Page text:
Manual patent searching involved visiting the public search room in the US Patent and Trademark Office and leafing through books of published patents. It was conducted using US patent classification codes. Over time, patent records moved from books to microfilm and CD-ROMs, yet the search methods and tools remained the same (eg, classification codes, document retrieval and reading). However, the probability of missing relevant patents was relatively high as patents were not always filed under the expected classifications.

Patent search evolution

In the 1990s patent documents were digitised and stored in a single database that could be searched by anyone with internet access.

In 2006 Google Patents offered simple keyword searches of patent documents. While the likelihood of overlooking relevant patents decreased, this method was inadequate and lacked precision.

The ‘second age’ of patent searching witnessed the development of multiple keyword searching using Boolean operators. Despite being faster and more precise, this method was also expensive and time consuming.

To deal with the exhaustive patent database, automatic search methods developed which reduced human effort and oversight. For example, patent analytics uses an integrated database of patents and includes information such as:

  • data corrections;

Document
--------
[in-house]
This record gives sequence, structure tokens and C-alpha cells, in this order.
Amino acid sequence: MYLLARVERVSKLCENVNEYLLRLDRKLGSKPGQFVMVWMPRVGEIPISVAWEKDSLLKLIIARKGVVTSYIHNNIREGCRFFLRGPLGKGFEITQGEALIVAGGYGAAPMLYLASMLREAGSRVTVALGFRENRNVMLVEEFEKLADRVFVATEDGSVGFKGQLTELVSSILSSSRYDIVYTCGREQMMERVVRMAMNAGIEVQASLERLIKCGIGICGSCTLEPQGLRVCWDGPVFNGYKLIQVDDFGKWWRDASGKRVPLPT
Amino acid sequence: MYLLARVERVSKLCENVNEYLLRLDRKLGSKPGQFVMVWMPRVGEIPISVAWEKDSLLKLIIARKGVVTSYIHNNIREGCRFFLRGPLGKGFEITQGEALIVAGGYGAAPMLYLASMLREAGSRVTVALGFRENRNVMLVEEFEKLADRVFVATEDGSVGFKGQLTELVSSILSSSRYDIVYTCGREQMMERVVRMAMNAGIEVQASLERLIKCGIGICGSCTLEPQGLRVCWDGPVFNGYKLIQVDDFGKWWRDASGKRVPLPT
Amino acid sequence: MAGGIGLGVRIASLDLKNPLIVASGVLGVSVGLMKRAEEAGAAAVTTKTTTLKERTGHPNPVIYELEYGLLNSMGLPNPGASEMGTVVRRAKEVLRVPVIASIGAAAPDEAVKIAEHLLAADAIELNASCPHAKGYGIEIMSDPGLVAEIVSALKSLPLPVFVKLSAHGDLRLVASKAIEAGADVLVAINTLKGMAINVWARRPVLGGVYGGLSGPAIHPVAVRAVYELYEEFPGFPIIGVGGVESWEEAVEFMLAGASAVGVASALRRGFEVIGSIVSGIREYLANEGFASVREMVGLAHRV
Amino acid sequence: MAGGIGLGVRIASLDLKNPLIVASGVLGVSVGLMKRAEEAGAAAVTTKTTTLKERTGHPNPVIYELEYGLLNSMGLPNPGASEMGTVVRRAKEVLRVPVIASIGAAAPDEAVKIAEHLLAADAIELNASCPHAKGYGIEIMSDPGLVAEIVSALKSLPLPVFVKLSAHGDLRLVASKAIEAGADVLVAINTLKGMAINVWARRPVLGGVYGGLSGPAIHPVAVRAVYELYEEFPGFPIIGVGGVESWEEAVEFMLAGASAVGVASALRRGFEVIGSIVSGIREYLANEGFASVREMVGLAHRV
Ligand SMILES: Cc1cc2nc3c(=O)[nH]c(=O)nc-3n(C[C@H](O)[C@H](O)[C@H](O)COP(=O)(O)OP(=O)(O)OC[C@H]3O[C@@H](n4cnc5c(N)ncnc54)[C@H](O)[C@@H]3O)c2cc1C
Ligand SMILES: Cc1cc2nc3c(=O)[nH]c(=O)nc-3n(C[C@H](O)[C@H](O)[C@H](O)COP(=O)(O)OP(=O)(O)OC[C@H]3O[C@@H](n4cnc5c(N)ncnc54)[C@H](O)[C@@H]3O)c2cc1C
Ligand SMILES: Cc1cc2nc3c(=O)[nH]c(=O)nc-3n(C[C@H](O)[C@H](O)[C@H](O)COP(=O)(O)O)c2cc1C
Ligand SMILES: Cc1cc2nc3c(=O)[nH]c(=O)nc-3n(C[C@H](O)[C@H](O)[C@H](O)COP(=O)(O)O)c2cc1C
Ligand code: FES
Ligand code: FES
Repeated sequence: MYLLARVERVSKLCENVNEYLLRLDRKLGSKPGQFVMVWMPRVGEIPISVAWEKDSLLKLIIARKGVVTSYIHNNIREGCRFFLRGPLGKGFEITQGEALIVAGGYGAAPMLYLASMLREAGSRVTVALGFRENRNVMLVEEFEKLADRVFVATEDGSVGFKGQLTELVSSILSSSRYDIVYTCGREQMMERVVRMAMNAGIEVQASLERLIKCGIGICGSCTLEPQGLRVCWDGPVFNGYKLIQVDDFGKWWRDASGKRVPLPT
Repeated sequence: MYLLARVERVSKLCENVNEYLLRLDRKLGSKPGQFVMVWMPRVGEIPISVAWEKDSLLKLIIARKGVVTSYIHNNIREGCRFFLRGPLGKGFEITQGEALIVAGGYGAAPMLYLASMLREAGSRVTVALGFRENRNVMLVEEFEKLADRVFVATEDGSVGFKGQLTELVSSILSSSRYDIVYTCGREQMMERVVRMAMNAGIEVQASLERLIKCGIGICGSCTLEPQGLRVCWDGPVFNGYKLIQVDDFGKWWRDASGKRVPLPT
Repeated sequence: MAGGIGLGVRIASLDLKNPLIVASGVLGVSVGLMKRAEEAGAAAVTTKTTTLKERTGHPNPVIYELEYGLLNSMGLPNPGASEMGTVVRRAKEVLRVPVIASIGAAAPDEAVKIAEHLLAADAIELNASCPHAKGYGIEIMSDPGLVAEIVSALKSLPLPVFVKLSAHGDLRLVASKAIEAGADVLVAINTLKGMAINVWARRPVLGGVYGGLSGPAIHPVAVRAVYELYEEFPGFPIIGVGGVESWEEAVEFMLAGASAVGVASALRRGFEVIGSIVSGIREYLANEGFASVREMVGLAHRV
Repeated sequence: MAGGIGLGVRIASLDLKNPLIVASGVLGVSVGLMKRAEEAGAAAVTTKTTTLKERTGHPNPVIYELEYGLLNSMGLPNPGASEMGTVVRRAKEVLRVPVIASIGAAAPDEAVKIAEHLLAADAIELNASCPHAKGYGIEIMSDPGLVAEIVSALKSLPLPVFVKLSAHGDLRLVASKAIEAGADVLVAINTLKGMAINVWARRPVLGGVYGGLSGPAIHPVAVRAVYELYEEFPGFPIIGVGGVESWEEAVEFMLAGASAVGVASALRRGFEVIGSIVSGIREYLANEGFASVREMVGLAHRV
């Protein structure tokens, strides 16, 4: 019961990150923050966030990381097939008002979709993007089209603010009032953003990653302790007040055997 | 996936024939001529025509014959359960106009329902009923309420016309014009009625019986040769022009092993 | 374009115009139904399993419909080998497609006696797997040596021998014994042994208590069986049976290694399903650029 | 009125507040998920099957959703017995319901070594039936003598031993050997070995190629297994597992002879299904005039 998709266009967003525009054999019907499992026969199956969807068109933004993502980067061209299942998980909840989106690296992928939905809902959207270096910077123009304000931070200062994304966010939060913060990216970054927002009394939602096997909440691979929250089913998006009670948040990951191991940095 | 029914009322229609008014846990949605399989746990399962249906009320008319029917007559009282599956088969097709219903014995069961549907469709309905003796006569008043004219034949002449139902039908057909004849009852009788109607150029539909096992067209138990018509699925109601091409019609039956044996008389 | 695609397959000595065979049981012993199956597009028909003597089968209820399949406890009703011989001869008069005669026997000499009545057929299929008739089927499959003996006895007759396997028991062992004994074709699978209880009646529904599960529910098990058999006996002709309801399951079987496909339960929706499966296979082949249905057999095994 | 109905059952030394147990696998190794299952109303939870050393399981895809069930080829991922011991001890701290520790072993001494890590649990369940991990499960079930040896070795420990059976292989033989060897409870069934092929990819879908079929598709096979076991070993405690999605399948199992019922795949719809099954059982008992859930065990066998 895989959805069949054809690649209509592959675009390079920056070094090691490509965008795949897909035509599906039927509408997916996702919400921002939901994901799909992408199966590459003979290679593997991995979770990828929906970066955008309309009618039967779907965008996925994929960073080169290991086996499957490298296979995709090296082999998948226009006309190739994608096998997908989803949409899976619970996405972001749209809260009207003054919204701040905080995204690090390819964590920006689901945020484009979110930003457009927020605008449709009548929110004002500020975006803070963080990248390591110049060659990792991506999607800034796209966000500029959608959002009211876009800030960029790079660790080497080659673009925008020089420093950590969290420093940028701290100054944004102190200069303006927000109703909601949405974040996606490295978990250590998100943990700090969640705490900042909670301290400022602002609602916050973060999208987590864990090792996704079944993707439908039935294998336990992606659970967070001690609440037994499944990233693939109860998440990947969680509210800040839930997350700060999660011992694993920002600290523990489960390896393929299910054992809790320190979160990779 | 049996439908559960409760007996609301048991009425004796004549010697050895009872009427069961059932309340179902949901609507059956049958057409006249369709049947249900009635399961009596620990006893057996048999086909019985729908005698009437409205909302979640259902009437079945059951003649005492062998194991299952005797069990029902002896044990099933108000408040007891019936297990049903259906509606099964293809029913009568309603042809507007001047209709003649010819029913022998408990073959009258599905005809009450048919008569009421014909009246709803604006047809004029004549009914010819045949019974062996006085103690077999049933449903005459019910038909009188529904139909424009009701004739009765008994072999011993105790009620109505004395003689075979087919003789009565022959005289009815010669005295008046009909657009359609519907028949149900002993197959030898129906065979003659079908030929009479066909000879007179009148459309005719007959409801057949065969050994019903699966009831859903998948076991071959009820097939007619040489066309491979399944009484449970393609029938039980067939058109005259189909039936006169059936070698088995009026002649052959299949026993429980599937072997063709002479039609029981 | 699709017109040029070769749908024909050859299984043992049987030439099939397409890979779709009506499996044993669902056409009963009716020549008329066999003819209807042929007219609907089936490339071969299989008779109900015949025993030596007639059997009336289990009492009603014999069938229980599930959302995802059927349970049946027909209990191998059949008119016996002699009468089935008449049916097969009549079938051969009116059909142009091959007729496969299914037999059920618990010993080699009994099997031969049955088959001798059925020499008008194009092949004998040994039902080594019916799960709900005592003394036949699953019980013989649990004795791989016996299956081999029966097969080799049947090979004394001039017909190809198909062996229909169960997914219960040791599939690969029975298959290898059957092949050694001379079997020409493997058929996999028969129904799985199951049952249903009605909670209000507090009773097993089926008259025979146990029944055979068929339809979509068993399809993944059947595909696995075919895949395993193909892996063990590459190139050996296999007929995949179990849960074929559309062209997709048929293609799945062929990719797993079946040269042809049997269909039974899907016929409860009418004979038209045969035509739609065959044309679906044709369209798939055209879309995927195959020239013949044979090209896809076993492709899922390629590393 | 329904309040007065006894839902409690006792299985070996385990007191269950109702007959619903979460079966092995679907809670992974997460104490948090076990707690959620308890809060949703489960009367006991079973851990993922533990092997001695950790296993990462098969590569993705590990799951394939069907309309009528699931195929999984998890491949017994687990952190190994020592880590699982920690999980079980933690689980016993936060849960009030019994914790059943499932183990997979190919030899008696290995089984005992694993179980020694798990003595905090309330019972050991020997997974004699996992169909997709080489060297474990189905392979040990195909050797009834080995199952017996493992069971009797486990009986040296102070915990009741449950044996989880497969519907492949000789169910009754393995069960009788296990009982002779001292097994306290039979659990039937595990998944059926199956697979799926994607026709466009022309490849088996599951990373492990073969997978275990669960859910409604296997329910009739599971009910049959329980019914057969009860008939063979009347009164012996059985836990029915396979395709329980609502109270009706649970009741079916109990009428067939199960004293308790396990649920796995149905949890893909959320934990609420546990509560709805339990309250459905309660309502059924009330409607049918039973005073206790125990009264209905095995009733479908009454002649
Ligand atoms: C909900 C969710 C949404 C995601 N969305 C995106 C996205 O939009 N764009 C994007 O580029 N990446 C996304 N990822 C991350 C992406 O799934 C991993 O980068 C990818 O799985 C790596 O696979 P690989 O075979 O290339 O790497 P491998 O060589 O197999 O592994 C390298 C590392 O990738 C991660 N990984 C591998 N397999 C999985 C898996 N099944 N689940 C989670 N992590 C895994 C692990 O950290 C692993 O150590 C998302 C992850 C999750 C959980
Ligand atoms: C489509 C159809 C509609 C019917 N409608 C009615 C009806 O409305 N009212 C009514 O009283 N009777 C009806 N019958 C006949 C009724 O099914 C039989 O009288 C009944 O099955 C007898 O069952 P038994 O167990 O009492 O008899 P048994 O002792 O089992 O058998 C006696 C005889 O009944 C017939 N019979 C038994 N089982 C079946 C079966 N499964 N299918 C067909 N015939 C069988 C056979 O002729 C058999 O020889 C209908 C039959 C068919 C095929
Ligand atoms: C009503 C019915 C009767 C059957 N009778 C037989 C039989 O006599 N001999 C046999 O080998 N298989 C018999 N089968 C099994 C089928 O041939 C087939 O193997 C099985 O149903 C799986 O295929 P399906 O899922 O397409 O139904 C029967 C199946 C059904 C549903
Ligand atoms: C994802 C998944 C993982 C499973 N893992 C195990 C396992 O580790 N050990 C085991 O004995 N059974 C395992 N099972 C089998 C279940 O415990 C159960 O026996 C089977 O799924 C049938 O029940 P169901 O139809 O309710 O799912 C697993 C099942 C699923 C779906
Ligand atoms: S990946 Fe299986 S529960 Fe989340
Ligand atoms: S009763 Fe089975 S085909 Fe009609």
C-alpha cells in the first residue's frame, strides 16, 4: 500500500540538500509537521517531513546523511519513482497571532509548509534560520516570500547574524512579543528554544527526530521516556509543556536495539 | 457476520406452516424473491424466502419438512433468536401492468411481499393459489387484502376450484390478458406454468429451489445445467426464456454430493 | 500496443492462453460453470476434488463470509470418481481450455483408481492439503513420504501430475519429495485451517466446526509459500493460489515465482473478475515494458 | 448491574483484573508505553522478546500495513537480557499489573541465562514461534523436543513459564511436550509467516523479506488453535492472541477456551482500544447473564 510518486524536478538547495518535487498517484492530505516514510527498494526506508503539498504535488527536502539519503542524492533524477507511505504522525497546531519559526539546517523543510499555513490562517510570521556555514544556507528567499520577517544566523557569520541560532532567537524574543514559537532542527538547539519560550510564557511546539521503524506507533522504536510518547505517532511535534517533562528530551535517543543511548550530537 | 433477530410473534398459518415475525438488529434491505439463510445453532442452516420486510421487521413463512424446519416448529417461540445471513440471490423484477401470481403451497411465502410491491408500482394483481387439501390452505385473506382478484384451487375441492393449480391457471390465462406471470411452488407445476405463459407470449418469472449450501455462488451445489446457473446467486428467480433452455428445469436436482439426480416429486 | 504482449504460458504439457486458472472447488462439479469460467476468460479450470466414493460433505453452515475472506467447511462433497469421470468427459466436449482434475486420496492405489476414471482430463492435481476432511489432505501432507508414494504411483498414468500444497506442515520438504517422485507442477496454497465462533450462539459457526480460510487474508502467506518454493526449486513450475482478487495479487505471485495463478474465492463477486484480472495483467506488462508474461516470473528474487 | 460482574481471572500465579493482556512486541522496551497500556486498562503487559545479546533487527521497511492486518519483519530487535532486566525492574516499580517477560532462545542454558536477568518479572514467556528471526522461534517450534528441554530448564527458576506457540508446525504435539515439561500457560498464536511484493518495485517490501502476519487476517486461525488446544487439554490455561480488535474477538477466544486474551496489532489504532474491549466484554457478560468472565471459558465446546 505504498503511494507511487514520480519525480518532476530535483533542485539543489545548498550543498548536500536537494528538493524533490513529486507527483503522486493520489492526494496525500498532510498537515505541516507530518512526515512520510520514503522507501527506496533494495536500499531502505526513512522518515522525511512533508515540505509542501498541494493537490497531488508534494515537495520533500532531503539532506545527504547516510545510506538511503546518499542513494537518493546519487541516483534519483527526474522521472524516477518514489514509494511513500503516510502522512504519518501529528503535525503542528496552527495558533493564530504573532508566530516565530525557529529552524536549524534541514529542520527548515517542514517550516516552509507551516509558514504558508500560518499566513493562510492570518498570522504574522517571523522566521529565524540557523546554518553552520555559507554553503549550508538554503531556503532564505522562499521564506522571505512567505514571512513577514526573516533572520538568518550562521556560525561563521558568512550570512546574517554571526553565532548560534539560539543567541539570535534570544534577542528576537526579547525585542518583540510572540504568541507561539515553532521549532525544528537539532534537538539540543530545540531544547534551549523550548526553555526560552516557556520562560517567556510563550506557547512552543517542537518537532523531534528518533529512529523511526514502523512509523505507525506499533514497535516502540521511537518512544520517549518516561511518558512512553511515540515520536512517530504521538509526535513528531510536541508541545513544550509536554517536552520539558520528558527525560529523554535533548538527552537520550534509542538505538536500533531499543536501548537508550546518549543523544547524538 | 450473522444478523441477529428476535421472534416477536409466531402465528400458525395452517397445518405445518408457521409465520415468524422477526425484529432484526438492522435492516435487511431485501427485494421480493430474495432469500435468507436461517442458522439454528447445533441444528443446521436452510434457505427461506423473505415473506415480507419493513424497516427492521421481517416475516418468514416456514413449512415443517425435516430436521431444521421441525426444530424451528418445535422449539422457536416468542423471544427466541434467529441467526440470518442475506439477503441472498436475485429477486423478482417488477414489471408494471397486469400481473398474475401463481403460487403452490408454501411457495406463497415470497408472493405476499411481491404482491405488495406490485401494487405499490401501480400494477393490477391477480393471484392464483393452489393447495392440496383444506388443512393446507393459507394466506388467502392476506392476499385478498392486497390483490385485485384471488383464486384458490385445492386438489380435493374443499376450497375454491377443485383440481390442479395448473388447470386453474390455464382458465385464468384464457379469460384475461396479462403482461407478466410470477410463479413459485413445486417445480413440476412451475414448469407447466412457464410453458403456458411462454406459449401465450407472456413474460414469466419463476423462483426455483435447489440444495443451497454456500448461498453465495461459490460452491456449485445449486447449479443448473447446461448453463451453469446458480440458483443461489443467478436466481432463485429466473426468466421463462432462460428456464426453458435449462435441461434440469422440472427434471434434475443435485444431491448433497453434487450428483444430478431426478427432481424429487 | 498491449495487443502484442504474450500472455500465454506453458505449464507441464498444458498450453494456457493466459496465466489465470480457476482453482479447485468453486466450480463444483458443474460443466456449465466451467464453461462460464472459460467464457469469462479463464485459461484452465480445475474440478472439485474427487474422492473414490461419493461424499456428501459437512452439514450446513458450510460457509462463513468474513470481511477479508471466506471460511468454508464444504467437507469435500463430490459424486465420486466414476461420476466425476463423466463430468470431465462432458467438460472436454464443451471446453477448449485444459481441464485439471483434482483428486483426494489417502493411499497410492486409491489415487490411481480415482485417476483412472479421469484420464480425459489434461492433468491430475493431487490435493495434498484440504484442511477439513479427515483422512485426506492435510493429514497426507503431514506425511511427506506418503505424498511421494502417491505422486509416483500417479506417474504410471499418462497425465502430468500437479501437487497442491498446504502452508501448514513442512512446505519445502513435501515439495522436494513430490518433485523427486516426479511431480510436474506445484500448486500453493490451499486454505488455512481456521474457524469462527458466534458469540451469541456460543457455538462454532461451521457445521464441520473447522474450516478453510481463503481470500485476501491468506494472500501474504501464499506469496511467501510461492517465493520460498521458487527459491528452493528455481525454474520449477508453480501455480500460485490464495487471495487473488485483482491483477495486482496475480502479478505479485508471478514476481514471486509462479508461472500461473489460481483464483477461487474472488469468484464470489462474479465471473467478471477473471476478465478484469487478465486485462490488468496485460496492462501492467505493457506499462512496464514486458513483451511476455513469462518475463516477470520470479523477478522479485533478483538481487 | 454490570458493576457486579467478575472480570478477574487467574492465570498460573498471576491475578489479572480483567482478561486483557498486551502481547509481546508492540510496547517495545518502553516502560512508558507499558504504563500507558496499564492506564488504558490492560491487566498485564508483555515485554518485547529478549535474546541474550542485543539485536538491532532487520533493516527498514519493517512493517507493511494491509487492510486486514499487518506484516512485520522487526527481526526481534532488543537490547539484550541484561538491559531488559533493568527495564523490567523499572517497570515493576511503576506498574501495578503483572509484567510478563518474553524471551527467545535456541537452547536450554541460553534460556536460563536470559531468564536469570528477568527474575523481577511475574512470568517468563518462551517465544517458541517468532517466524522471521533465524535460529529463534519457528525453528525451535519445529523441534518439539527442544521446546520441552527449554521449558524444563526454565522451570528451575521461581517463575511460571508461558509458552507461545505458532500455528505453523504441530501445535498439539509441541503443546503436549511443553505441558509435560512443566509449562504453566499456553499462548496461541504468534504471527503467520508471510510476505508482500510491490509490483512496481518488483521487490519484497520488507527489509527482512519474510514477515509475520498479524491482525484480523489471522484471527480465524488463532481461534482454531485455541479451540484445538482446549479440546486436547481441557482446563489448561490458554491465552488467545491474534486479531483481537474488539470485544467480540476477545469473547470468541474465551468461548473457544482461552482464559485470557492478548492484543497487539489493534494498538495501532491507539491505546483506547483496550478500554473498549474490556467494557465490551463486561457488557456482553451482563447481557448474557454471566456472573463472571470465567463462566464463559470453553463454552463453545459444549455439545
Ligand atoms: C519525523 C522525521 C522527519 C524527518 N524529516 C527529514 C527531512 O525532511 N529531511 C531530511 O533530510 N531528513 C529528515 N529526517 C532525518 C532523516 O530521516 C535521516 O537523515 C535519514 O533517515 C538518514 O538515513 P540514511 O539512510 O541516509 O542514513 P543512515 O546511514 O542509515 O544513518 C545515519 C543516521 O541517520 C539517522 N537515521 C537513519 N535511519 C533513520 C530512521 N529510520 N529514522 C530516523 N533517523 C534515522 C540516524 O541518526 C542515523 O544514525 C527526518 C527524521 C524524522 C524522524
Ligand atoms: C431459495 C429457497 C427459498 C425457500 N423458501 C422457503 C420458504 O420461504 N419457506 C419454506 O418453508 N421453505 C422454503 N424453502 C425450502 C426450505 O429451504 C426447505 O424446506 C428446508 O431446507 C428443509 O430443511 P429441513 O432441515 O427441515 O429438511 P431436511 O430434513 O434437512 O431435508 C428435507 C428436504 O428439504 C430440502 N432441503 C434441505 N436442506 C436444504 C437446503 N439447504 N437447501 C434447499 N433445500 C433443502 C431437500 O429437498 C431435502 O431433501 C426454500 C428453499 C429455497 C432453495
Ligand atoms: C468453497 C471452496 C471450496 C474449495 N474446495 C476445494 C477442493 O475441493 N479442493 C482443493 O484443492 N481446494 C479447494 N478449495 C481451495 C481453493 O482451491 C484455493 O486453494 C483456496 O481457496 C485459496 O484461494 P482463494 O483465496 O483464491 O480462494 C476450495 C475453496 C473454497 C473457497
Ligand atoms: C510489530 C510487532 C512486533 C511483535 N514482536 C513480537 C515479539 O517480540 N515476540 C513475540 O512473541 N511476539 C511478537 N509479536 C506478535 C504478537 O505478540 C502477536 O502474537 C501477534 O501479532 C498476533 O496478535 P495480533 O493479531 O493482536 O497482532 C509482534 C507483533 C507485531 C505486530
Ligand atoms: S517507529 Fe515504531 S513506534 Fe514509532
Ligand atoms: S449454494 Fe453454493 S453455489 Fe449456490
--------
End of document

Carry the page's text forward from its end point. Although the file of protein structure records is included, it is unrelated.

• transactions (to determine ownership);
  • status updates; and
  • litigation and assertion.

Many IP specialists use patent analytics for their speed and accuracy in directly addressing business questions. They can also provide comprehensive statistical analysis of patent activity in a particular sector and translate and combine large sets of patent data.

Automated search tools are faster, more efficiency, minimise error and provide useful overviews of the existing technological landscape, including any disruptive technologies which could damage a product.

Artificial intelligence (AI)-based patent searches enable users to quickly identify the most relevant technical literature. Keywords are converted into multiple concepts from a database of interrelated concepts. Artificial intelligence is streamlining the search process by matching ideas, not merely keywords. The technology is evolving rapidly, with search tools entering the market which rival human cognition – such tools have the capacity and knowledge to apply logical permutations and combinations to patent data in order generate insight that would be indeterminable to a human researcher.

The evolution of patent searching from manual to AI-based methods is unique. Millions of data sets can now be searched using simpler, faster and more dependable tools.

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